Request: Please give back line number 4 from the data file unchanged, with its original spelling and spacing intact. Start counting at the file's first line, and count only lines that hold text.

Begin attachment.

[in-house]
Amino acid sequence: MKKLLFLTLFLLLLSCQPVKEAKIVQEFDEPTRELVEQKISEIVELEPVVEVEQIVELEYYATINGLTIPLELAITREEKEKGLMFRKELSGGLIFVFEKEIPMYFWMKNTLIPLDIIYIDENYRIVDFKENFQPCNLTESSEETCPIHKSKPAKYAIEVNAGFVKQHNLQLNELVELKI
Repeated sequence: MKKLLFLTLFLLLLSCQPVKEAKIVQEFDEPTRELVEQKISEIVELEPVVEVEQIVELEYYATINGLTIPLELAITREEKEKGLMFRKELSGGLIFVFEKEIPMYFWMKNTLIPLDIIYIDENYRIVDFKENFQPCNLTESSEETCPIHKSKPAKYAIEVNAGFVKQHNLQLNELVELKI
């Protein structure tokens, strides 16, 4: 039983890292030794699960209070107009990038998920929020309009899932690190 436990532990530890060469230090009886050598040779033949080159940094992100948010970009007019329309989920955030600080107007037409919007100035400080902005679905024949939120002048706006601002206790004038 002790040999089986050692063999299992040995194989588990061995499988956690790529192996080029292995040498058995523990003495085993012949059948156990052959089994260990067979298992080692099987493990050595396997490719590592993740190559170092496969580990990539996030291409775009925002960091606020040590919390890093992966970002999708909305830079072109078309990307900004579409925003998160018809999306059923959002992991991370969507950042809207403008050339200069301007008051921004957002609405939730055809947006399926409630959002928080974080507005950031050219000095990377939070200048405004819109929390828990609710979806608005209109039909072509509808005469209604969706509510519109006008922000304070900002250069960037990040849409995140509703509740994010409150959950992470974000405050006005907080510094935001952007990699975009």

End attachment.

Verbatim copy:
């Protein structure tokens, strides 16, 4: 039983890292030794699960209070107009990038998920929020309009899932690190 436990532990530890060469230090009886050598040779033949080159940094992100948010970009007019329309989920955030600080107007037409919007100035400080902005679905024949939120002048706006601002206790004038 002790040999089986050692063999299992040995194989588990061995499988956690790529192996080029292995040498058995523990003495085993012949059948156990052959089994260990067979298992080692099987493990050595396997490719590592993740190559170092496969580990990539996030291409775009925002960091606020040590919390890093992966970002999708909305830079072109078309990307900004579409925003998160018809999306059923959002992991991370969507950042809207403008050339200069301007008051921004957002609405939730055809947006399926409630959002928080974080507005950031050219000095990377939070200048405004819109929390828990609710979806608005209109039909072509509808005469209604969706509510519109006008922000304070900002250069960037990040849409995140509703509740994010409150959950992470974000405050006005907080510094935001952007990699975009």